On November 12, 2012, the Court decided a number of motions filed by both parties, as well as some non-parties, seeking to seal over 200 trial exhibits in relation to Microsoft Corp. v. Motorola, Inc. et al., in which Microsoft alleges that Defendants (collectively “Motorola”) breached its commitment to the Institute of Electrical and Electronics Engineers Standards Association (“IEEE-SA”) and International Telecommunications Union (“ITU”), as well as those organizations’ members and affiliates. Specifically, Microsoft alleges that Motorola broke its promises to offer licenses to its “essential” patents in the areas of wireless and video-coding technologies, as required by Motorola’s participation in the two organizations, respectively.
In deciding the motions, the court noted a strong presumption against sealing trial exhibits, recognizing the public interest in understanding the bases for adjudicatory decision-making. This presumption is rebuttable when the information at issue is either a trade secret, or where disclosure of the information might “harm a litigant’s competitive standing.” In addressing the different types of information included in the motions, the court drew a distinction between exhibits having little relevance to the underlying issue of the case, and those exhibits more directly related to the ultimate issue. For the former, the Court granted the motions to seal entirely. For the latter, the Court provisionally sealed the exhibits, meaning that such exhibits would not become public unless their contents were discussed by a testifying witness, or used as a basis for the Court’s ruling. The Court could not address all exhibits included in the motion, and agreed to hold daily conferences to determine requests to seal exhibits on a rolling basis throughout the trial.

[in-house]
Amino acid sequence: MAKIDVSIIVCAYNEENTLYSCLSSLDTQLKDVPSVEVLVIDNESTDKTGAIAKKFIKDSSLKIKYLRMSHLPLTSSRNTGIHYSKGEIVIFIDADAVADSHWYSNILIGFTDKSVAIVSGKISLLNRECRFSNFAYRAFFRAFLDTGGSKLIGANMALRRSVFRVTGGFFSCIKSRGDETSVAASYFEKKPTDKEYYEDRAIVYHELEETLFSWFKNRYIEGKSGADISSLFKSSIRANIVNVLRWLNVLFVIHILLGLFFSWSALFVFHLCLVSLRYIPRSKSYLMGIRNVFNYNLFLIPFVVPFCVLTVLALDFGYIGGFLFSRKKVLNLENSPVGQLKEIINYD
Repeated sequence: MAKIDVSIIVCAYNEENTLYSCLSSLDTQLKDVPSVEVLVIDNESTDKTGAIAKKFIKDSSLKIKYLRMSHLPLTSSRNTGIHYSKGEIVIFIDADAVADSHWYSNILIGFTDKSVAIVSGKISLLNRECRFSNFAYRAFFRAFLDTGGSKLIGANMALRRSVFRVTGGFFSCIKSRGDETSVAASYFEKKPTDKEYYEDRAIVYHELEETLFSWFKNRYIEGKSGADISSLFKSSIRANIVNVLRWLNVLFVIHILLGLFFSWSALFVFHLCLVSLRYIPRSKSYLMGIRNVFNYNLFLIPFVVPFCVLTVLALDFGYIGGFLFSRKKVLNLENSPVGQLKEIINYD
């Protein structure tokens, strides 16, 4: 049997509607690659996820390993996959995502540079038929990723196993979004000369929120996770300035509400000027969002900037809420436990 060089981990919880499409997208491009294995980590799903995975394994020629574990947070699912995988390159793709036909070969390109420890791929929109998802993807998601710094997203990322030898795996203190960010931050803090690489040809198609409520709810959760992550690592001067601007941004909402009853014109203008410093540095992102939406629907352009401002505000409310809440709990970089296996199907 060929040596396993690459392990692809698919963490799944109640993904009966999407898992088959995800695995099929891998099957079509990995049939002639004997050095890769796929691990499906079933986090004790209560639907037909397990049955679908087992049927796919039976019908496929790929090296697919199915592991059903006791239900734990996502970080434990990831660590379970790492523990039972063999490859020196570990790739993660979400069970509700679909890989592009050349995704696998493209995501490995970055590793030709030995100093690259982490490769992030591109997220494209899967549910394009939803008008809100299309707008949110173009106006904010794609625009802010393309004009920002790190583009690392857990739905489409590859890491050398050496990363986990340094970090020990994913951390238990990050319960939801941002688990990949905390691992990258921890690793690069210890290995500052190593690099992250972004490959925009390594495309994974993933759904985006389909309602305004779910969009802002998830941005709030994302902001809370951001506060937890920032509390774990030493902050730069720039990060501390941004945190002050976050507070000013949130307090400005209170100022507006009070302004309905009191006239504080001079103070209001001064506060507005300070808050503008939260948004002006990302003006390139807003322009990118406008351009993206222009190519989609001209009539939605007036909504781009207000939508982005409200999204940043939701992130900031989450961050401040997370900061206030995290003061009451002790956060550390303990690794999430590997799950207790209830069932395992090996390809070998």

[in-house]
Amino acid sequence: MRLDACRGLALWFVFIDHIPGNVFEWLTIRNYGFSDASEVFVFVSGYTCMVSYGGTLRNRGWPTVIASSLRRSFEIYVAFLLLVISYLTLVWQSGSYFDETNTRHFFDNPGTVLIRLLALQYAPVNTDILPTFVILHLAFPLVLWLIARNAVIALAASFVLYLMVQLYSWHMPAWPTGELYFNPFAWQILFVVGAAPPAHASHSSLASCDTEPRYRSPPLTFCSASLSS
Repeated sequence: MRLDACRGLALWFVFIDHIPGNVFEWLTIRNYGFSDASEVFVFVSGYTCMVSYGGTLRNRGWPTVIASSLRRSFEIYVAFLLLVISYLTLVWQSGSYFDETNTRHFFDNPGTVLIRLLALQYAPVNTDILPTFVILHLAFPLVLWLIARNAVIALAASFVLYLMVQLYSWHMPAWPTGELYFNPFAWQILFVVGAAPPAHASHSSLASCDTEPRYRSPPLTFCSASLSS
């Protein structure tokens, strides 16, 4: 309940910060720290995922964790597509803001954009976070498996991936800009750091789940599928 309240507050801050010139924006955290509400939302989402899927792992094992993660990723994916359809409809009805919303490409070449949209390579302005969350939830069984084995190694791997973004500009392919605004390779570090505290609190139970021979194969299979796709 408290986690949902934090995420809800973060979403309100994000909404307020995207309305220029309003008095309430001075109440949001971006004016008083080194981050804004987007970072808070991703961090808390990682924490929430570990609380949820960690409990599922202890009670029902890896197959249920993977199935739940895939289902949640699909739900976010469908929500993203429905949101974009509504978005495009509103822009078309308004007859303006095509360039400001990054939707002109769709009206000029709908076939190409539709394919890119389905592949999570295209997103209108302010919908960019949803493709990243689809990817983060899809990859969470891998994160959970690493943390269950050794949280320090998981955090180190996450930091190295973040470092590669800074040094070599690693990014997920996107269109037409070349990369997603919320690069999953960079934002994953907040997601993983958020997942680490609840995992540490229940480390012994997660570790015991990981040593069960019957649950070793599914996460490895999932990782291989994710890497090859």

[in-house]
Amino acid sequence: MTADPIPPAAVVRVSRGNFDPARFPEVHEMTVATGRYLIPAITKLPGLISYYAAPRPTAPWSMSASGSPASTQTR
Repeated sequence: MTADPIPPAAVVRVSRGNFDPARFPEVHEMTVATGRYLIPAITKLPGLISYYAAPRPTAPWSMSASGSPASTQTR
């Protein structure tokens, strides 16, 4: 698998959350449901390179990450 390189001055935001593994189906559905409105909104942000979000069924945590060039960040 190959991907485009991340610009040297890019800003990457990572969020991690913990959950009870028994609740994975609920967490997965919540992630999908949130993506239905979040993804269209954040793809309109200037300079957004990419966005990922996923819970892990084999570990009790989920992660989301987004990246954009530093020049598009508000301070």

The decision is important because it shows that companies can go to court to enforce their rights without necessarily losing trade secret protection. The court was generally receptive to the motions to seal, considering that some of the information did not rise to the level of trade secrets. That said, this decision also shows the uncertainty over trade secret protection that can accompany litigation, as the court’s provisional seal leaves open the possibility for disclosure through testimony.